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Weird Landing Gear  
User currently offlineCfalk From , joined Dec 1969, posts, RR:
Posted (13 years 5 months 2 weeks 2 days 21 hours ago) and read 1598 times:

Is this some heavy-duty gear or what! It's on the An-225.

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Click here for full size photo!

Photo © Rajesh Changela



Ok, anyone who's got pics of strange/unusual gear or undercarriage, post them here.

Charles

10 replies: All unread, jump to last
 
User currently offlineSabenapilot From Belgium, joined Feb 2000, 2714 posts, RR: 46
Reply 1, posted (13 years 5 months 2 weeks 2 days 15 hours ago) and read 1439 times:

No pictures, but have you ever looked at the nose gear on the Tridents?
It retracts sideways!


User currently offlineWestern737 From United States of America, joined May 2000, 489 posts, RR: 0
Reply 2, posted (13 years 5 months 2 weeks 2 days 15 hours ago) and read 1422 times:

It will look good on A380.  Big grin

User currently offlineHisham From Lebanon, joined Aug 1999, 701 posts, RR: 11
Reply 3, posted (13 years 5 months 2 weeks 2 days 11 hours ago) and read 1383 times:

Well, check this one, I have no idea what is does.


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Photo © Felix Sieder



Hisham.


User currently offlineMr. 717 From , joined Dec 1969, posts, RR:
Reply 4, posted (13 years 5 months 2 weeks 2 days 11 hours ago) and read 1377 times:

That must be a long landing to get all of those tires on the grownd!

User currently offlinePendrilsaint From United States of America, joined Feb 2001, 685 posts, RR: 0
Reply 5, posted (13 years 5 months 2 weeks 2 days 11 hours ago) and read 1372 times:

Hey Hisham...I am imagining that back gear is so that stuff like this doesnt happen  Big grin

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Photo © Dayot Jean-Charles



Not a bad idea...spiffy heh


User currently offlineAerotech From United States of America, joined Jul 2000, 259 posts, RR: 2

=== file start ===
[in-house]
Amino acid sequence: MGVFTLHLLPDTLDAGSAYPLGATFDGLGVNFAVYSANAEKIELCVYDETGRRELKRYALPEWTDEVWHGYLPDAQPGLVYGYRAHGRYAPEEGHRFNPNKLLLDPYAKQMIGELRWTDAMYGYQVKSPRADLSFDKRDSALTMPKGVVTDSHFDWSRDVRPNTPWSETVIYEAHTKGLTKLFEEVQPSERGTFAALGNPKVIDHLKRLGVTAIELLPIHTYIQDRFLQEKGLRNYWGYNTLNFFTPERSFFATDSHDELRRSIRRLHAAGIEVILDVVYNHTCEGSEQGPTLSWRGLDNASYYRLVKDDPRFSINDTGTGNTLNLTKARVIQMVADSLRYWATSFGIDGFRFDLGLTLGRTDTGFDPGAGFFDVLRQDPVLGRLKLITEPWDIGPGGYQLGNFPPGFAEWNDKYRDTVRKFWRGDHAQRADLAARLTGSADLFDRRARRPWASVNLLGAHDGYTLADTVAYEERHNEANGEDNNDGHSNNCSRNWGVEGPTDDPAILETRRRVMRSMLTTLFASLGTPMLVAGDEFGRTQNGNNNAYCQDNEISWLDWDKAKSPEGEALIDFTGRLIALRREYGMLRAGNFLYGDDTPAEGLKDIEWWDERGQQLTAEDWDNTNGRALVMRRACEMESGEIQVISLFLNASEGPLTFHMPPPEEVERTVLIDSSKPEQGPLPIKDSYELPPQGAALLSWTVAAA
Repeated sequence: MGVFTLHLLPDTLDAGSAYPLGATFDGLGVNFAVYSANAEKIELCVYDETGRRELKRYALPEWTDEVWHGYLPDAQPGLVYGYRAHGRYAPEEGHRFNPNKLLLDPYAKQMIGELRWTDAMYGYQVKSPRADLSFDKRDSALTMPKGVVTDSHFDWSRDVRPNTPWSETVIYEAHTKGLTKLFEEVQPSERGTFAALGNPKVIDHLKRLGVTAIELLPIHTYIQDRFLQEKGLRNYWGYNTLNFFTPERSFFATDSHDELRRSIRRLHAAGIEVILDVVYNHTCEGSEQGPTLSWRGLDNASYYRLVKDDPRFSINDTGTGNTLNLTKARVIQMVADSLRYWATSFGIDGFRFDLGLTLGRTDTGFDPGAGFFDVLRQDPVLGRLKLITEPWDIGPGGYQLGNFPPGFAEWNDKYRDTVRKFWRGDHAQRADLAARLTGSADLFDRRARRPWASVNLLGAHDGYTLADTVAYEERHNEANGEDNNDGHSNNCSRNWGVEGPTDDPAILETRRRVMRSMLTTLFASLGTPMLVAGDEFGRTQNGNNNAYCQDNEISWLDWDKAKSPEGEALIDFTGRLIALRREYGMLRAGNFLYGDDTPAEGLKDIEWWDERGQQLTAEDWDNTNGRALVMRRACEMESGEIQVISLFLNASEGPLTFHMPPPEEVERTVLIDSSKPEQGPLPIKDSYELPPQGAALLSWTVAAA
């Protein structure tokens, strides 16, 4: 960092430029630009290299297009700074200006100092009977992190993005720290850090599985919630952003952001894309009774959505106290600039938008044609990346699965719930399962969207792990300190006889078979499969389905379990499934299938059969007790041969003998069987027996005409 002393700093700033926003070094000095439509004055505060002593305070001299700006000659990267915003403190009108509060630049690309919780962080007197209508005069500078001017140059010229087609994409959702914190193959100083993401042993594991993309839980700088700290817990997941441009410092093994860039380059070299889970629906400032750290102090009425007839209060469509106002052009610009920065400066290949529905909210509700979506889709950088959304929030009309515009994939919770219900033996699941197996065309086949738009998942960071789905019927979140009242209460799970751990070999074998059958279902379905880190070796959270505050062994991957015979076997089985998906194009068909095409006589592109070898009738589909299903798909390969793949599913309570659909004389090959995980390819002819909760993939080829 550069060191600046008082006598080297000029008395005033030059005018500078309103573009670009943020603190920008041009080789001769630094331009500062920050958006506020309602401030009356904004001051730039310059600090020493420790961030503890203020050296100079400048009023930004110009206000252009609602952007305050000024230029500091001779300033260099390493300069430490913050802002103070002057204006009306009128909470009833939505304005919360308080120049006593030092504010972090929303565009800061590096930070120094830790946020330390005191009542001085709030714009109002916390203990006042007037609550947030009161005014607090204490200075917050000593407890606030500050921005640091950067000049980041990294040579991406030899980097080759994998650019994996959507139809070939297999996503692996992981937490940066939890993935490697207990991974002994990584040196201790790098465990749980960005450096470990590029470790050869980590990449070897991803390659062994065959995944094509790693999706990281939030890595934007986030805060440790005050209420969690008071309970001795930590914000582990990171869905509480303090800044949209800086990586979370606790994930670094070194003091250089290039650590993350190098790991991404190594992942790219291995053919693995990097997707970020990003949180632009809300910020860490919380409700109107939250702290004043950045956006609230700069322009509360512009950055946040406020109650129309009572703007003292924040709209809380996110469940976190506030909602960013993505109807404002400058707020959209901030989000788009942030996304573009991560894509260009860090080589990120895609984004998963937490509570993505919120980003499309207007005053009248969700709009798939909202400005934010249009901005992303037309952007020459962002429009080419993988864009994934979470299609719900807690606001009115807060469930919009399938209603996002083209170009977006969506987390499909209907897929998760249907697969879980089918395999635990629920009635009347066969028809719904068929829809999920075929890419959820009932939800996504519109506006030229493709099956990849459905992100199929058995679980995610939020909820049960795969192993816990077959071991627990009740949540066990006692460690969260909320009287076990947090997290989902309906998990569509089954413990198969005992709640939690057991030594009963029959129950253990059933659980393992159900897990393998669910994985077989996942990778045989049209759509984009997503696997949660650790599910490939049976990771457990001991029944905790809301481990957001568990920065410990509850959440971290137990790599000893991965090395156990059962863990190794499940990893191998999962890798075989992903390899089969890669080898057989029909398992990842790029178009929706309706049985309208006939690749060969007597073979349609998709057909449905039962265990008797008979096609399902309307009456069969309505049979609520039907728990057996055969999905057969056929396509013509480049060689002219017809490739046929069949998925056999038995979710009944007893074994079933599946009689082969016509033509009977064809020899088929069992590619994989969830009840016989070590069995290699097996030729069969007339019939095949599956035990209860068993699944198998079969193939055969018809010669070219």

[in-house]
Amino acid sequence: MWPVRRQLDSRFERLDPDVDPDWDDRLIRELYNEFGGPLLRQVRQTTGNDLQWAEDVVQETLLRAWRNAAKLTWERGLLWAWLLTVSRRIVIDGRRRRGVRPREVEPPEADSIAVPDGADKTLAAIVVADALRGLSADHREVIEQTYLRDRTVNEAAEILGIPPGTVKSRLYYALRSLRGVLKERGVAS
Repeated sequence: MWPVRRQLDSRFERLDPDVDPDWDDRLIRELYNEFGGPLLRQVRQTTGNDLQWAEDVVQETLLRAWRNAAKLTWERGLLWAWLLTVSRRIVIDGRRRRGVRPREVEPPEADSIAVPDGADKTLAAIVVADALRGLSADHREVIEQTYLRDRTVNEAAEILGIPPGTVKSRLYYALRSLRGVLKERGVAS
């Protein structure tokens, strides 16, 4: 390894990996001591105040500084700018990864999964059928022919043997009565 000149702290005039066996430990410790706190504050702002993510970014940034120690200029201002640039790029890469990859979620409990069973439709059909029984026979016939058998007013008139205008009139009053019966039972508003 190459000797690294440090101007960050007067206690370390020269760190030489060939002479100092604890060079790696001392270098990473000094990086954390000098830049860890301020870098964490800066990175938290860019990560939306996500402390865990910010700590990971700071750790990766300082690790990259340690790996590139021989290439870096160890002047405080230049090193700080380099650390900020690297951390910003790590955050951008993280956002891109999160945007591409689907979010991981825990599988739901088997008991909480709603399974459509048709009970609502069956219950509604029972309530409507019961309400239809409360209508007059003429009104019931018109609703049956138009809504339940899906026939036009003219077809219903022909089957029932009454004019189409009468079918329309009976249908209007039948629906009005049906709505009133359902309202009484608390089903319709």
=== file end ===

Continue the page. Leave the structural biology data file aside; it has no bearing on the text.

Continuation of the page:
Reply 6, posted (13 years 5 months 2 weeks 2 days 10 hours ago) and read 1350 times:

I don't have a pic, but did you know the landing gear on the C-5, each bogie weighing more than most cars, rotates inward and upward 90 degrees before retracting? Weird wild stuff!

User currently offlineAerotech From United States of America, joined Jul 2000, 259 posts, RR: 2
Reply 7, posted (13 years 5 months 2 weeks 2 days 10 hours ago) and read 1348 times:

In that pic, you can clearly see the configuration for the An-225. There is a certian genius to this (Just like the C-130) config. Even though they will probably never use it for unimproved strips, if the need ever comes about, the first tire (in takeoff or landing) will cut a path through either the mud, or snow, or whatever, making less resistence for the rest of the tires. This is especially helpfull when you have 28 giant tires trying to cut their way through. It can make a big difference!

User currently offlineStarship From South Africa, joined Nov 1999, 1098 posts, RR: 14
Reply 8, posted (13 years 5 months 2 weeks 2 days 8 hours ago) and read 1325 times:


The Extra 400

This is the world's most technologically advanced single piston aircraft. It is of all-composite construction and is built utilising the latest in design and production processes.

But how is that for a set of main landing gear struts?




Behind every "no" is a "yes"
User currently offlineMars From Austria, joined Jul 2004, 10 posts, RR: 0
Reply 9, posted (13 years 5 months 1 week 6 days 7 hours ago) and read 1252 times:

Cool Folks! Keep It Up!

User currently offlineFanofjets From United States of America, joined Apr 2000, 1985 posts, RR: 3
Reply 10, posted (13 years 5 months 1 week 4 days 5 hours ago) and read 1202 times:

One of the most unusual airliners of all time had to be an East German four-engined airliner, of which two prototypes were built by VEB in the early 1960s. This oddball had two two-wheel main bogies in tandem under the fuselage, much like a Boeing B-52, with smaller struts that retracted into each of the underwing engine pods, as on the Il-18 Beagle.

(Dis)honorable mention to the following:
(1) The flying car designs, such as the ConVairCar and a prototype involving the wings and tail of a Cessna Skymaster mated to a Ford Pinto.
(2) The Convair Pogo, with wheels on its tail; this aeronautical wonder sat on its horizontal and vertical stabilizers with its nose pointed straight up, much like a rocket. As for accomplishing its goal of being able to take off without a runway, the plane performed admirably. The problem was how to land the thing in one piece....



The aeroplane has unveiled for us the true face of the earth. -Antoine de Saint-Exupery
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